The book The imagined city: The last mix, authored by Alberto Chimal (born 1970, Toluca), is an exemplification of the author’s ability to weave intricate and absorbing worlds out of words, thereby challenging the readers to engage their imagination.
During an interview with The Day, Chimal discussed his final volume of this story collection published by Sb. The collection comprises tales that aim to disrupt the humdrum of reality, delving into topics of imagination, luck, parallel universes, fantasy, and the application of artificial intelligence in robots.
The book has seen publication by independent publishers from a number of countries; this is the fifth edition. There are versions from Mexico, Argentina, Peru, and more. I appreciate the uniqueness and specialness of each edition, Chimal remarked.
Although the collection first came into existence in 2009, it has seen various changes over time, much like a living entity, and has managed to stand out distinctly. However, this edition is intended to be the last and definitive one.
In his stories, Chimal masterfully deconstructs and rebuilds characters, settings, temporal elements, and even the readers themselves, compelling them to grapple with fortune, destiny and even the divine.
For instance, the role of the city in shaping its inhabitants is a central theme in the first story,
The imagined city, where Chimal encourages the reader to view the city as a living, throbbing entity, which is given life by its inhabitants.
My inspiration for this came from a lecture I attended by an architect who asserted that cities were perfect creations as they catered to the needs of a large segment of their populace. I beg to differ. While cities might be perfect in an abstract sense, I believe that the true essence of a city lies in its people and their surroundings, not inanimate structures, the author explained.
Chimal’s work is primarily centered on human experiences; it is a depiction of the struggle of everyday life. However, his stories are not confined to mundane issues. He creates unique universes within each story that he playfully manipulates.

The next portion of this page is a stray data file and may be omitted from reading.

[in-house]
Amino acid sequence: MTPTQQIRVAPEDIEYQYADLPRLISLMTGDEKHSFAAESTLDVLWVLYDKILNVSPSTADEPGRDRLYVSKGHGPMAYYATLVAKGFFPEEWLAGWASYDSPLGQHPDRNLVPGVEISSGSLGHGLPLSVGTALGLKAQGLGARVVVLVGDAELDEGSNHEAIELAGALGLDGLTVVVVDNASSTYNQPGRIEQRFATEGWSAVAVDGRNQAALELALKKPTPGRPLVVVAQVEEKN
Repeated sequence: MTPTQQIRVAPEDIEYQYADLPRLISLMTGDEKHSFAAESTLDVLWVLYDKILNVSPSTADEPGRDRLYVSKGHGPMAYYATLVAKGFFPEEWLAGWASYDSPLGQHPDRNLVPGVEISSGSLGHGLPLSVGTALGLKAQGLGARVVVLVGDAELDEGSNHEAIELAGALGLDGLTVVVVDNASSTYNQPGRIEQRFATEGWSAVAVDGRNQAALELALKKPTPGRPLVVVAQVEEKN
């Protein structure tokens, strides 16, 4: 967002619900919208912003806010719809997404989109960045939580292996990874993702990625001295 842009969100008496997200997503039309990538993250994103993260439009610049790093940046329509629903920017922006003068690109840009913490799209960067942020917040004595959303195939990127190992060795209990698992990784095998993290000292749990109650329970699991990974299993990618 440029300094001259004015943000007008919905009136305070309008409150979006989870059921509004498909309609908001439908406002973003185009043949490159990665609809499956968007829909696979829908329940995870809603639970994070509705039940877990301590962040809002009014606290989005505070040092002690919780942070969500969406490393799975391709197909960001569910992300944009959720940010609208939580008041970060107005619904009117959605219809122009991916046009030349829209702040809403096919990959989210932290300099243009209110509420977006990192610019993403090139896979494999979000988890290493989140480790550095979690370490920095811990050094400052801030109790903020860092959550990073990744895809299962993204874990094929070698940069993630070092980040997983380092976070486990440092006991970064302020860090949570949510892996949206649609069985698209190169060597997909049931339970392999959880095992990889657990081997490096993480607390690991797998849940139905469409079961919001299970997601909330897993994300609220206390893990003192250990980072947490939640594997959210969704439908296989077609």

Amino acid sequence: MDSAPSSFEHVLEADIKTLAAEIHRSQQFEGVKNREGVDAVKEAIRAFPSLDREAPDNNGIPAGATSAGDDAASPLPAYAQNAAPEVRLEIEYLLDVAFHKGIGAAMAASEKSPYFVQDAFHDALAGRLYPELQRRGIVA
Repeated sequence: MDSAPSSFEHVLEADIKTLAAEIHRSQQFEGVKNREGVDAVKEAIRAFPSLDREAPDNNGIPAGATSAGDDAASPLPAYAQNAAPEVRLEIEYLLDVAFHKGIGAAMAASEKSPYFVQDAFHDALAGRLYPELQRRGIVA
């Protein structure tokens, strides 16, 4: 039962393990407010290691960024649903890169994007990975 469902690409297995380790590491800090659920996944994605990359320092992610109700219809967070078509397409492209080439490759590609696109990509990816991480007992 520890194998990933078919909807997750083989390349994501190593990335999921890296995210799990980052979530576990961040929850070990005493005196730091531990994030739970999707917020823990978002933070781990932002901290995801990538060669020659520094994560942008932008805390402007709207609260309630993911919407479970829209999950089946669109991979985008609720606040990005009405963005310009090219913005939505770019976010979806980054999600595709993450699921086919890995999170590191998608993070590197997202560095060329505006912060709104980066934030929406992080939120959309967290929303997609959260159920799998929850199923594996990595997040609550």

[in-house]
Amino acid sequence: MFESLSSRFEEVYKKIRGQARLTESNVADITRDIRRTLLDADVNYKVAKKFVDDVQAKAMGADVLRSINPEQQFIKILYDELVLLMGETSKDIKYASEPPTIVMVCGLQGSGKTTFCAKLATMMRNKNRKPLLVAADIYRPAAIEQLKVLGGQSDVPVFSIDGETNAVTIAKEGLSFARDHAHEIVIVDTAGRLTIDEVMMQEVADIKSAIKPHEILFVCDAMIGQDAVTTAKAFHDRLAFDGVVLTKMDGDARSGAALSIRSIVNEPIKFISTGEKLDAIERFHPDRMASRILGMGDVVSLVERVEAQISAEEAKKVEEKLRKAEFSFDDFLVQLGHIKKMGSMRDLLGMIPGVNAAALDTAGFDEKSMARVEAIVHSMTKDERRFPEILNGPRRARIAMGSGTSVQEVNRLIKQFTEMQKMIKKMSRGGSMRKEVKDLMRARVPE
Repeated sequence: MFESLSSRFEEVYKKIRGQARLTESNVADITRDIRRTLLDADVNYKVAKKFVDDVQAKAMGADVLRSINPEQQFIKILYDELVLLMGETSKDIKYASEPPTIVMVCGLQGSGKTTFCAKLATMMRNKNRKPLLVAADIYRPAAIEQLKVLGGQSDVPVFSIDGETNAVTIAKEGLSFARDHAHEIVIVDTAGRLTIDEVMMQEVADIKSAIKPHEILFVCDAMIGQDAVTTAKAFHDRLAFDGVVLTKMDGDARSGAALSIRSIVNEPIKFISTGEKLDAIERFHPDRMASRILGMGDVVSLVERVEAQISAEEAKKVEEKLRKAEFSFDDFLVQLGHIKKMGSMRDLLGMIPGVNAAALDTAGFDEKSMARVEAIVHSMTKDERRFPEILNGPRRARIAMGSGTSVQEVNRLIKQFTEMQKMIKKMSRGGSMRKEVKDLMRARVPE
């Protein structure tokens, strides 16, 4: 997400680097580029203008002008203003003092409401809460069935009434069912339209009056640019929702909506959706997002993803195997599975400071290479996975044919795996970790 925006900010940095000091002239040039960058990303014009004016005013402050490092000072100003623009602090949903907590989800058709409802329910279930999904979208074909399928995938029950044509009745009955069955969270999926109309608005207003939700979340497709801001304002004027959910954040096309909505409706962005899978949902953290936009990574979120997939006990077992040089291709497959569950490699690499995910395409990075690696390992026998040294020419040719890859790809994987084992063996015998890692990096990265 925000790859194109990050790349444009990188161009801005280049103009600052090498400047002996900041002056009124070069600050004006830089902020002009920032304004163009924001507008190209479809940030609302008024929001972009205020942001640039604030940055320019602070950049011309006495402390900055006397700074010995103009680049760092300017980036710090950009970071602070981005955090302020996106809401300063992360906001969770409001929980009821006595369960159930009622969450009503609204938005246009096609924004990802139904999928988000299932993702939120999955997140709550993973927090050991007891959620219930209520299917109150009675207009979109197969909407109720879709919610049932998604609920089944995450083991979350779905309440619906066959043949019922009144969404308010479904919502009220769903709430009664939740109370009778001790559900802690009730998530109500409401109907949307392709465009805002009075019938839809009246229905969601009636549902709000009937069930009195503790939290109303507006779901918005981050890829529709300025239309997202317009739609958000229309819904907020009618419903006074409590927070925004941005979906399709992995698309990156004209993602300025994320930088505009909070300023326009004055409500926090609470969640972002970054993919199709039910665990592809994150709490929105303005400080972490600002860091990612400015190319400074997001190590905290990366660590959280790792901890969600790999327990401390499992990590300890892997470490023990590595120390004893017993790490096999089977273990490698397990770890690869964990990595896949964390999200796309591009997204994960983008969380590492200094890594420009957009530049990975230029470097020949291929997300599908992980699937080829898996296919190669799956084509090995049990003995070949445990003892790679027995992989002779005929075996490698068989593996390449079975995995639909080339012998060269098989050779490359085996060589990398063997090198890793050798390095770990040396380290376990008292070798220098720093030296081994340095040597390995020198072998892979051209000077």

One story that exemplifies this is
Uriah’s box, in which a merchant offers coins that induce madness in whoever lays eyes on them.
▲ The narratives in The imagined city cover a wide spectrum of subjects including imagination, luck, parallel dimensions, fantasy, artificial intelligence, and robots.
There is a certain allure in these visions of the future, Chimal mentioned during The Conference. Photo Drushka Barranco
In his writing, Chimal channels the tradition of scholars and, akin to Jorge Luis Borges, manipulates the mythology of objects, which in turn determine the fate of their possessors.
“There is a pressing need for humor that overturns established concepts. We lead lives steeped in bureaucracy, and it seems that our laughter and irony have been reduced to mere reflex actions,” Chimal observed.
“I wanted to pay homage to those stories, such as Borges’
El zahir, which are filled with intricate, almost encyclopedic mysteries, replete with numerous references suggesting the existence of mythological elements in our world that are far grander than us. Jorge Luis Borges had a fondness for playing with such elements, but he did so with a touch of irony, much like his mentor Macedonio Fernández,” he added.
However, Chimal’s stories are not just confined to the past. He also explores the future in Twenty of robots, a compilation of micro-stories depicting a reality where machines develop consciousness and become human-like.
I have portrayed these robots as characters straight out of fairy tales, and not as mere technological entities. I was intrigued by the idea of perceiving them as products of the imagination rather than just mechanical beings. I find a certain charm in these futuristic visions.
Chimal also addresses the grim reality of violence in the story titled
Mogo, in which a boy uses the power of his imagination to escape his unsettling reality. By covering his eyes, he opens a new dimension for his life. However, certain attacks transcend all barriers, leaving us vulnerable to their influence.
The collection, The imagined city: The last mix, comprises these and many more stories. It is an invitation to a deep imaginative exercise, and a call to reflect on our lifestyle, and our capacity to alter reality with our imagination, a trait that is quintessentially human.